Dave Emary Returns to EMRTC as Engineering Director
Although he has retired from Hornady, Dave Emary will still use his skill set and vast ballistics knowledge in a new job at a familiar place — as Director of Engineering at the Energetic Materials Research and Testing Center. EMRTC is internationally recognized in explosives research and testing. For Emary, it’s just his way of easing into retirement.

“I feel incredibly blessed to have been able to be a member of this industry, Hornady Manufacturing and to have been afforded the opportunities I have been given,” Emary said. “I thank the Lord every day for the success I have had, which has been enormously aided by many other people.” — Dave Emary

Permalink Bullets, Brass, Ammo, News 3 Comments »
November 8th, 2017

Shooting USA TV Features Bianchi Cup Competition

2017 NRA Bianchi Cup Columbia MO Action Pistol Championship
Match pistol photo courtesy Clark Custom Guns.

Bianchi Cup Pistol MatchThis week’s edition of Shooting USA, which airs Wednesday, November 8, features the NRA Bianchi Cup. This competition is one of the most prestigious and popular events in the world of handgun shooting. Officially, the annual competition in Columbia, Missouri is known as the National Championship of NRA Action Pistol. But to everybody, world-wide, it’s the Bianchi Cup, the trophy named for one of the founders, John Bianchi. In the past 30 years the match has become the richest handgun tournament in the world, with cash and prizes for the best scores on four stages of fire. Shooting USA will spotlight top male and female Bianchi Cup competitors in both wheelgun and and semi-auto pistol divisions. Along with North American shooters, the Bianchi Cup draws top handgun competitors from around the globe. Shooting USA airs Wednesday nights, on the Outdoor Channel, at 9:30 pm, and 1:30 am (Thursday) — East Coast Times.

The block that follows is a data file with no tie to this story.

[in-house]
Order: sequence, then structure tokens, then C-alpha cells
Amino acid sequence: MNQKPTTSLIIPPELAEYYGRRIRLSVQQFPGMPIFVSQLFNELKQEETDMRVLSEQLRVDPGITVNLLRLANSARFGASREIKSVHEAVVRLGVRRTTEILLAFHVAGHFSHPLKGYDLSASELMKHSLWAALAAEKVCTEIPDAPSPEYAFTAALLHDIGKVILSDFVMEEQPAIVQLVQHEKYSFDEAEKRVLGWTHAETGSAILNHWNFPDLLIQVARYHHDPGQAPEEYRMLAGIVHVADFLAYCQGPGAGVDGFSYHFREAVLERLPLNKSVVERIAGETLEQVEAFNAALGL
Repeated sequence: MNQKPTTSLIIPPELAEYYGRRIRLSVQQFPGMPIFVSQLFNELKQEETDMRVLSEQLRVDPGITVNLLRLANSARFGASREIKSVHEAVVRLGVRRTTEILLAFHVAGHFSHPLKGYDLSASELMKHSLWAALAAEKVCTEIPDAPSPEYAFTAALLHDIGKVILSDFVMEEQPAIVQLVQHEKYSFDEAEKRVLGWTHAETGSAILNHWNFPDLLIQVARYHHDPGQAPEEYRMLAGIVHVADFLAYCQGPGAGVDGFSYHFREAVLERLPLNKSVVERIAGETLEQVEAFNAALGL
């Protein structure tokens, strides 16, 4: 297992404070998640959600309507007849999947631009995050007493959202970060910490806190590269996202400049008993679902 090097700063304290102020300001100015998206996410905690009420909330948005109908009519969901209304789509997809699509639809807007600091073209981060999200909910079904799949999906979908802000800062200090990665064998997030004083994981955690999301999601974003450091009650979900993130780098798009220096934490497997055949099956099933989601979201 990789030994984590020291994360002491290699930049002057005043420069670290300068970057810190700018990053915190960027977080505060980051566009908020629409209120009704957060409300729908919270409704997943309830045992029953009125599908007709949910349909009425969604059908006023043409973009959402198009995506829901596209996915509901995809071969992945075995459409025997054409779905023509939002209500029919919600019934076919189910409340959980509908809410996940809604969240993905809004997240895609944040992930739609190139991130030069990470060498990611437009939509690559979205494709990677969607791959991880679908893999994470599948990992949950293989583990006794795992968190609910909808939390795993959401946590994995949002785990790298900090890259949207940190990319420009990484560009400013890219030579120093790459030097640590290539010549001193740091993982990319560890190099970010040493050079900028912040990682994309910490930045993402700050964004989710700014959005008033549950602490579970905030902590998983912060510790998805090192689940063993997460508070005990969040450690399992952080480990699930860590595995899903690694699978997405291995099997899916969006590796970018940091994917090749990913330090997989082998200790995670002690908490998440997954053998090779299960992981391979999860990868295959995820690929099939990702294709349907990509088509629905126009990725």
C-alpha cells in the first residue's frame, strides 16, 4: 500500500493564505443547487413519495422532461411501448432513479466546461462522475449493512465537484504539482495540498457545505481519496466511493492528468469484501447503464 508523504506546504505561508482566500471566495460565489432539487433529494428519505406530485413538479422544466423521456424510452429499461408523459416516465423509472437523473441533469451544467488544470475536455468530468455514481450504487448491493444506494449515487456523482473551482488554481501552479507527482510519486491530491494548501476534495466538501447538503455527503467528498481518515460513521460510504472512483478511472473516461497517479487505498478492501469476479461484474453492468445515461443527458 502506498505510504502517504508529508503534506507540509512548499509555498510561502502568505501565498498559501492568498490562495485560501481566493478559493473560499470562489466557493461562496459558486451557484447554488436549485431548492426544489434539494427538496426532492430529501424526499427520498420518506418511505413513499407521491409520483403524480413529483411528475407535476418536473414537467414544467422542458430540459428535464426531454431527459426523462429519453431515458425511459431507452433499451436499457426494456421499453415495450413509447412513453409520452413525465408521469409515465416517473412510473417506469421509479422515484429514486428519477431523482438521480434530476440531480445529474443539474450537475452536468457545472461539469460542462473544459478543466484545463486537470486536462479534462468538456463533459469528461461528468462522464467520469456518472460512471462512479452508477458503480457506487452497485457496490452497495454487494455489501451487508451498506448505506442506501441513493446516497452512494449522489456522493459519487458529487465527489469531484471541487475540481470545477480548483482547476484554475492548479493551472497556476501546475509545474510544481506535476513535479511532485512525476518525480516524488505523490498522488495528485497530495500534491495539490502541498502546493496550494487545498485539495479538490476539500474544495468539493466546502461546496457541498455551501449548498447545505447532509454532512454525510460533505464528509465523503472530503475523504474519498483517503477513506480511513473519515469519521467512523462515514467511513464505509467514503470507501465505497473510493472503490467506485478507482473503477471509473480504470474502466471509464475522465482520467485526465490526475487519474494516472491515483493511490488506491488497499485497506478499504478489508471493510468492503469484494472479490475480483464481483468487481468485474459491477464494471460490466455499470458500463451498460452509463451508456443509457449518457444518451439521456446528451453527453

CLICK HERE to Preview Bianchi Cup Episode on Shooting USA »

John Scoutten and S&W shooter Julie Golob report the action from the Bianchi Cup. This year shooters from as far away as Australia, New Zealand, and Japan traveled to Columbia, Missouri in search of the perfect 1920 match score. Each round is the aggregate of the four (4) fired events: Practical, Barricade, Falling Plate, and Moving Target Events. Each of the four events requires 48 shots to complete. 480 points possible on each event. Three of the four are scored on the NRA tombstone P1 target. You must hit in the 10-ring or inner X-Ring on EVERY shot to shoot a “clean” 1920.

Bianchi Cup Pistol Doug Koenig 2017

27 Years ago Doug Koening set the standard with a 1920. Since then, every Open shooter knows that he or she must “clean” this match (i.e. score a “1920”) to have a chance to take the title of “Champion”. The X-Count is the tie-breaker.

Bianchi Cup Pistol Doug Koenig 2017
Here are the top four women shooting the Practical Event during the Colt Championship Final. From top: 2017 Bianchi Women’s Champion Cherie Blake, third place SFC Katie Bahten, second place Anita Mackiewicz, and fourth place Jessie Duff. Shooting Sports USA Photo